Published: September 24, 2015 | Ann Arbor, MI
U-M’s Transportation Research Institute(UMTRI) has been awarded another $3 million from the U.S. Department of Transportation to maintain, operate and sustain the Ann Arbor Test Environment established under the Safety Model Deployment Project, including vehicle-to-vehicle and vehicle-to-infrastructure safety applications. In support of the university’s continuing research, the Ann Arbor City Council took action Monday night to approve a new partnership agreement with U-M for what’s being called the Ann Arbor Test Environment Project.
Under the new agreement, the city will support the continued research and testing environment through maintaining the existing equipment, performing any necessary troubleshooting and remediation of issues identified, network support, and enhancing the system as requested to support additional research efforts. The city will be reimbursed by U-M for performing an estimated $79,252 worth of work.
More than three years ago, U-M’s Transportation Research Institute recruited 2,800 residents and drivers for local companies to create one of the largest smart-car deployments ever conducted. Wireless communication devices were installed in volunteer vehicles and dozens of local roadside and intersection locations.
The devices audibly and visually alert drivers when safety threats approach, hopefully helping to avoid crashes.
It represents a continuation of the Safety Model Deployment Project on which the city agreed to partner with the university in May 2013, using a roughly $623,000 share of the university’s $14.9 million federal grant funds for the project to install some of the necessary fiber, sensors and electronic equipment around the city.
Participating in this research gives Ann Arbor access to additional traffic infrastructure, typically sensors, that will prove beneficial to residents, and will solidify the reputation of the U-M and Ann Arbor as a place where exploration and innovation are standard operating procedure, according to Mayor Christopher Taylor.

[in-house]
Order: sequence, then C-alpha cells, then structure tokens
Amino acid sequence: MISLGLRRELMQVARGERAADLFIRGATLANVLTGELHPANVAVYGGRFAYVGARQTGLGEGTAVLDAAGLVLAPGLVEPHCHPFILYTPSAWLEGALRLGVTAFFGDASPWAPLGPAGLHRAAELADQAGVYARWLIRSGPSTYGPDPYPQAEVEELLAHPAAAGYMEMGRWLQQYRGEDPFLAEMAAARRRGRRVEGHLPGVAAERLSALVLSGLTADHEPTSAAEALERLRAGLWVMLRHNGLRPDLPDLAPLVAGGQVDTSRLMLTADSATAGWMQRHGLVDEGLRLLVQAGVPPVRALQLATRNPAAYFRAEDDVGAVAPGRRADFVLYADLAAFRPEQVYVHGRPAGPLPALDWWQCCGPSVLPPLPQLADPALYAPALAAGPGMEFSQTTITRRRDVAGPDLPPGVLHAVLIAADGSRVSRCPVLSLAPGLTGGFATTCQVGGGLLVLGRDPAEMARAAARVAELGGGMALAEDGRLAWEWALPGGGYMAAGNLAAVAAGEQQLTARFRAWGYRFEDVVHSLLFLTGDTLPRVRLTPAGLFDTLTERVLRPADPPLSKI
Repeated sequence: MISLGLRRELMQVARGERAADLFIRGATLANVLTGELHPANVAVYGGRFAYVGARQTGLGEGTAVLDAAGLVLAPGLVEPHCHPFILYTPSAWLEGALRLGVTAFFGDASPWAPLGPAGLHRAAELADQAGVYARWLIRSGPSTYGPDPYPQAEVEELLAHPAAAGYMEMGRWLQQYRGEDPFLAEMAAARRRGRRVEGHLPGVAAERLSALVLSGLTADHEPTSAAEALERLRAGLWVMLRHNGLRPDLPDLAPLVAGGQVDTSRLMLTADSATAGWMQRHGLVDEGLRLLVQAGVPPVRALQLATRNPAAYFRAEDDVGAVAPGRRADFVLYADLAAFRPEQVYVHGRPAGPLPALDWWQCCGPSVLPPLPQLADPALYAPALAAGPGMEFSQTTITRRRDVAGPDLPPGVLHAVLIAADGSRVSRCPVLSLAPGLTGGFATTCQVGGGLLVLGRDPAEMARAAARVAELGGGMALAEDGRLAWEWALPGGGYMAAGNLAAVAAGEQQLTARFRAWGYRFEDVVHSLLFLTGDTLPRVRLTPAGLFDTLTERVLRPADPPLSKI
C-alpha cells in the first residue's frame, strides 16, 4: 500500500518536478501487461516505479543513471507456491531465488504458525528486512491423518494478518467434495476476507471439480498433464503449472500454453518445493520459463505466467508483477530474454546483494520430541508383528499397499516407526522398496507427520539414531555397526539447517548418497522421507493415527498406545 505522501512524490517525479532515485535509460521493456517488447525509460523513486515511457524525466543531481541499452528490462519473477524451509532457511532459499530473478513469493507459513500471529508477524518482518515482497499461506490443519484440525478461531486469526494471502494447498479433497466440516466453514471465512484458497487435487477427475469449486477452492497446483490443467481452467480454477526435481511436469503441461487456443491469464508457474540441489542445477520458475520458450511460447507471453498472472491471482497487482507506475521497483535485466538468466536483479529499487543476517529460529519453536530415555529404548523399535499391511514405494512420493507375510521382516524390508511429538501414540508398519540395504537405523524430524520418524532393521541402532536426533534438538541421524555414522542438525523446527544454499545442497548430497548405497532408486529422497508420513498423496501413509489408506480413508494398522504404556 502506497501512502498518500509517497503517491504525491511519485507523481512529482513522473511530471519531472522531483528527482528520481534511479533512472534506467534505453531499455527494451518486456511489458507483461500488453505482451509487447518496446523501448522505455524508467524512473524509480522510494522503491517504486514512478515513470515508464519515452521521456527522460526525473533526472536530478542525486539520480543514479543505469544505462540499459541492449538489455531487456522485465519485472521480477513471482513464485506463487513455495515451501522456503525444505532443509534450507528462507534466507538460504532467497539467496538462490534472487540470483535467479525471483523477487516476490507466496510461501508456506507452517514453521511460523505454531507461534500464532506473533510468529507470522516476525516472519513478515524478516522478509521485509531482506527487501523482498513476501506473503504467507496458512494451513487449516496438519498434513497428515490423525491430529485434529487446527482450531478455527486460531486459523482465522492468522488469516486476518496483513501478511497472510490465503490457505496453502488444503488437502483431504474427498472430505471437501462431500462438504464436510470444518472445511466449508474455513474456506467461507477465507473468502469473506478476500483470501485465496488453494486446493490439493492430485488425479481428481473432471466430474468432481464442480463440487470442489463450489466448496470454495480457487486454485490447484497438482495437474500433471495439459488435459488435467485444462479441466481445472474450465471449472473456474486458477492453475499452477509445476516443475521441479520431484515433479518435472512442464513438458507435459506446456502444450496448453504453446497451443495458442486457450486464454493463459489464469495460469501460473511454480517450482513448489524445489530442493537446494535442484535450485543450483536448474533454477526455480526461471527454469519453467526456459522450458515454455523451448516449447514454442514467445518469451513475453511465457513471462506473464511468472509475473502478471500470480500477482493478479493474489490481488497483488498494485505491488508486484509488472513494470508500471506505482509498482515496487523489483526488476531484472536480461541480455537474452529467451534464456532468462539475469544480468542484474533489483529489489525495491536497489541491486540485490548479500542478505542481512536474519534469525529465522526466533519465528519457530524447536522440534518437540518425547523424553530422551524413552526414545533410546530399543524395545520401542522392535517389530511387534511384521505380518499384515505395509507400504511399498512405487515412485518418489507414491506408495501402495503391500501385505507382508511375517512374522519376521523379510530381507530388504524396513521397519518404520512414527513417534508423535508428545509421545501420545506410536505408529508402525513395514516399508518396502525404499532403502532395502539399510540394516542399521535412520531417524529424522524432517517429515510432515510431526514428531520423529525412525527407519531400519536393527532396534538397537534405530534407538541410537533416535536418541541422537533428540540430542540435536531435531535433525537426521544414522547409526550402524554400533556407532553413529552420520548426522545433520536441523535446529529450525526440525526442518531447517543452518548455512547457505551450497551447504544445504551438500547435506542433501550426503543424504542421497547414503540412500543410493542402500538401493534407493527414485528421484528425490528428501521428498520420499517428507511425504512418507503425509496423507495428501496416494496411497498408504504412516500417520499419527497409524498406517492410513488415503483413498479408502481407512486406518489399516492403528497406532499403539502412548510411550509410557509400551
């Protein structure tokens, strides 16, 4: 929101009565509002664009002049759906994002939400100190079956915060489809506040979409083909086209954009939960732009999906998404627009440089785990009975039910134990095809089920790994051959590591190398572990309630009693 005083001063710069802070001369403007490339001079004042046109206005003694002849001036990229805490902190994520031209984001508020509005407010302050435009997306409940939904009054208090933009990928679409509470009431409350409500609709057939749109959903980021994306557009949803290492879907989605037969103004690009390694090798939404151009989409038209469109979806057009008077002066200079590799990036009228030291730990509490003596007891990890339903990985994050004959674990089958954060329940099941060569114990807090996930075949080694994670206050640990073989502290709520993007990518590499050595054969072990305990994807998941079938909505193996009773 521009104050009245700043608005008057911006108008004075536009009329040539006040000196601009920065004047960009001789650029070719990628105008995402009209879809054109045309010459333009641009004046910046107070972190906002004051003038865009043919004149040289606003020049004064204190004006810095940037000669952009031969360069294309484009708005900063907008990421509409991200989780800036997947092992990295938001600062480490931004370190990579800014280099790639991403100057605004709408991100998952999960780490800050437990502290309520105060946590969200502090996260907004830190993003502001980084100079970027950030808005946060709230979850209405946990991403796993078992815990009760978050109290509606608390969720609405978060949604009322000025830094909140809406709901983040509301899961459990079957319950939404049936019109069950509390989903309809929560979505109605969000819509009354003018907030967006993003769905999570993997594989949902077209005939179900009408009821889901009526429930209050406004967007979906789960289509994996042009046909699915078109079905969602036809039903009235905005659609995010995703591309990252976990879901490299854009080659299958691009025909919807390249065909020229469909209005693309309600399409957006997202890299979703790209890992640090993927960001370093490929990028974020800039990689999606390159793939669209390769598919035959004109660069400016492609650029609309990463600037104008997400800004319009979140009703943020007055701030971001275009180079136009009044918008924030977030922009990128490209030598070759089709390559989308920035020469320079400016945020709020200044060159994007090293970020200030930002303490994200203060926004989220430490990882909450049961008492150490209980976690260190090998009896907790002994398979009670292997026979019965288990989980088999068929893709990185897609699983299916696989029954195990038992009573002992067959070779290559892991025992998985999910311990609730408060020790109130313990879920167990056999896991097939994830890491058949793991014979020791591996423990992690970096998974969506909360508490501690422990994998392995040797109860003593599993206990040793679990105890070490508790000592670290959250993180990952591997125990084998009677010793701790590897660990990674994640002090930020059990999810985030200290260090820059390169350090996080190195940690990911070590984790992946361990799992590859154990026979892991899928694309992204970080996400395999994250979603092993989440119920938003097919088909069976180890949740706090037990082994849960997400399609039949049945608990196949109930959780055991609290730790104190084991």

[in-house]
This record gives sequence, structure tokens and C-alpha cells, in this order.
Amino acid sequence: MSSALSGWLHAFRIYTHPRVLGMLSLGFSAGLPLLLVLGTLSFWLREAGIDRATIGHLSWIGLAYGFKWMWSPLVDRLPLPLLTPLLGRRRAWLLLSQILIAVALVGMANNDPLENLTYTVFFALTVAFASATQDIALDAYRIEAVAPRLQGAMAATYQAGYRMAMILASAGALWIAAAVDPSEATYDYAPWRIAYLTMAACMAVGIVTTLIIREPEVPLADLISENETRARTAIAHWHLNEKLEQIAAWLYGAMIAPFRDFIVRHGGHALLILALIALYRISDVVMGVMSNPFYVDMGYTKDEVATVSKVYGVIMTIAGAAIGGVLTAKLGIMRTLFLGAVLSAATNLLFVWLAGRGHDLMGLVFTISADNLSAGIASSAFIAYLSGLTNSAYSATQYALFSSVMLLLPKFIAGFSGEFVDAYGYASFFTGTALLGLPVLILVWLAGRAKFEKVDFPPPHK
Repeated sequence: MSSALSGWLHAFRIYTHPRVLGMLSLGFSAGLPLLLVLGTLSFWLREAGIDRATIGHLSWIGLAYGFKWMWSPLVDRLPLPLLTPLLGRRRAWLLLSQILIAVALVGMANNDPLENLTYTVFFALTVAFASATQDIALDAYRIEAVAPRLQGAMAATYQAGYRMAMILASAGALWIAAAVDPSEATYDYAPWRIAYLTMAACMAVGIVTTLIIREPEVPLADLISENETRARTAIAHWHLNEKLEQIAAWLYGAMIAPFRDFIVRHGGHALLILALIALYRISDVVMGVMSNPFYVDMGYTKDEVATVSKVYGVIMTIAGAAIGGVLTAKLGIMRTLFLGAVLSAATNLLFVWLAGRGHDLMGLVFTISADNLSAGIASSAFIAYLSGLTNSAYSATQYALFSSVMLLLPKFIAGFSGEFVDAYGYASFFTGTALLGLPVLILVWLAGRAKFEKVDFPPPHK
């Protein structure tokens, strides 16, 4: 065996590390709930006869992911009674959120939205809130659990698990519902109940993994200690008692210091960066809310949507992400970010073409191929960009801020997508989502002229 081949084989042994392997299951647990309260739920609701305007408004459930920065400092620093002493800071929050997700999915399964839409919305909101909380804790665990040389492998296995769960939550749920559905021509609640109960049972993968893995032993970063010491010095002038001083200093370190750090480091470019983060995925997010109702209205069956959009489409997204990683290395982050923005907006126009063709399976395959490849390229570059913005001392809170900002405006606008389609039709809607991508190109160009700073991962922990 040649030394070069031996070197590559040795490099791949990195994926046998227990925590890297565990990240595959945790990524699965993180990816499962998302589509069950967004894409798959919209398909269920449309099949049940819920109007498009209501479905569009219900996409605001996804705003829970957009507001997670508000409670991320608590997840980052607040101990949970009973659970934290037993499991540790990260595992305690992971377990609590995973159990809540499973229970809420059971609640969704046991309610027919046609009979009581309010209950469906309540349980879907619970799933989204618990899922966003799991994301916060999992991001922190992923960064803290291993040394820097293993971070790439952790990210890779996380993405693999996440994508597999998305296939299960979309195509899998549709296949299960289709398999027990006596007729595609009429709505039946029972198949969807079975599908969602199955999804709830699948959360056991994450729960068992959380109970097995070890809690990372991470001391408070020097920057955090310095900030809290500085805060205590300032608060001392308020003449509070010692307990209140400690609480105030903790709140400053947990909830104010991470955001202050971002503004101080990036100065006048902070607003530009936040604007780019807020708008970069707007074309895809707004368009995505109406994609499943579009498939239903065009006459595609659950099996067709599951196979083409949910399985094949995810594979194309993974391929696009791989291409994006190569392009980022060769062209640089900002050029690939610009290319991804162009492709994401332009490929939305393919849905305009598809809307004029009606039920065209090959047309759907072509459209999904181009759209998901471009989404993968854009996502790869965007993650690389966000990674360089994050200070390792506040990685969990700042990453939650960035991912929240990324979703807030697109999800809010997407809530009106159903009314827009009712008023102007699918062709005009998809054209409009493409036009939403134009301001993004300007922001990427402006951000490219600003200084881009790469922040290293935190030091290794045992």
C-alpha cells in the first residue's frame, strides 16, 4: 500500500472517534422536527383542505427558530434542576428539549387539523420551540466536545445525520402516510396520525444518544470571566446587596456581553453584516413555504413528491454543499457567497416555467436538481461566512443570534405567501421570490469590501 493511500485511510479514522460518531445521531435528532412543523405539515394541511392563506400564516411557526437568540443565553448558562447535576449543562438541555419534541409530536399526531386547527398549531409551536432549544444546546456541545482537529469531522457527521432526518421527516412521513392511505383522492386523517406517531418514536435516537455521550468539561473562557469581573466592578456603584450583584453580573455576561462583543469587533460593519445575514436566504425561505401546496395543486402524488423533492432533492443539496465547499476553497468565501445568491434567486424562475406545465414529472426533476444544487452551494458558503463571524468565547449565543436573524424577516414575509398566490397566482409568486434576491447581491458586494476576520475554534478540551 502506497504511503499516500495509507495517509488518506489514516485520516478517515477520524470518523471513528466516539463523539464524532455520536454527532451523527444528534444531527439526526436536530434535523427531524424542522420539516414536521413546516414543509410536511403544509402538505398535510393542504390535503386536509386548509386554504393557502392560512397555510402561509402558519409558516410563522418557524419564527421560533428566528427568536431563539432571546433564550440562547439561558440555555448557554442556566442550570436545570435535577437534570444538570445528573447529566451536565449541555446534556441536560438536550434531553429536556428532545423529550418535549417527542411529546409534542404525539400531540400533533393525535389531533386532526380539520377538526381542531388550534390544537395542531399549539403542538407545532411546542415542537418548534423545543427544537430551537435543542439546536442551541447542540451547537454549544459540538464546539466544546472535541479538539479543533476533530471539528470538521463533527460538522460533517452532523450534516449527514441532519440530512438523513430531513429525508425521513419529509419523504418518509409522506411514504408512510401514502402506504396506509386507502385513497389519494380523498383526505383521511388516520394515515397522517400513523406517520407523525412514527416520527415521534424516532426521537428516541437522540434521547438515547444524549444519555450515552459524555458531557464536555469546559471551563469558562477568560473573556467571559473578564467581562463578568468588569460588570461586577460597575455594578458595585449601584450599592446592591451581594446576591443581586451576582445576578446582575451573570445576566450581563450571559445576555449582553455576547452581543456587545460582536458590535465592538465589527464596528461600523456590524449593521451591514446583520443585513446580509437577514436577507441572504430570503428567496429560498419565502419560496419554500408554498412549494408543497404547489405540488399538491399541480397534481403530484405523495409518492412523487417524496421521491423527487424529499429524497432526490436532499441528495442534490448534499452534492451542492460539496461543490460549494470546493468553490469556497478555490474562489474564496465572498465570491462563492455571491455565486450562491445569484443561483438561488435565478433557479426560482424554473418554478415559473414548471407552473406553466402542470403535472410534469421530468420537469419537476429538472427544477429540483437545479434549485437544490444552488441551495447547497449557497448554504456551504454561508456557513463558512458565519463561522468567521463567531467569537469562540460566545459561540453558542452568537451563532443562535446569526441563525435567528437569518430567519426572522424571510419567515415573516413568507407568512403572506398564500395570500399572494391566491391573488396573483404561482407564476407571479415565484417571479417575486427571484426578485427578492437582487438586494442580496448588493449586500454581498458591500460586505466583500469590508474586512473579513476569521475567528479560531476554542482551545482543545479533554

Jim Kosteva, the university’s community relations director, said,
“Through the research funding obtained by the university, we have been able to cooperatively upgrade the city’s traffic management software and install hardware devices along many roadways. This enables some of the communication between vehicles and the roadways that are at the foundation of developing connected vehicle technology and its interface with real-world settings.”
At the conclusion of the project, the city will own the fiber and equipment that was installed. The large-scale test of connected vehicle technologies in a real-world setting is part of USDOT’s Intelligent Transportation Systems safety research program.
In addition to the on-roadway research being done in Ann Arbor, the university this summer opened Mcity, a 32-acre test site on U-M’s North Campus in Ann Arbor. It’s the world’s first controlled environment specifically designed to test the potential of connected and automated vehicle technologies that researchers believe will lead the way to mass-market driverless cars.
U-M’s Mobility Transformation Center also is working to put 20,000 connected vehicles on the road in southeast Michigan.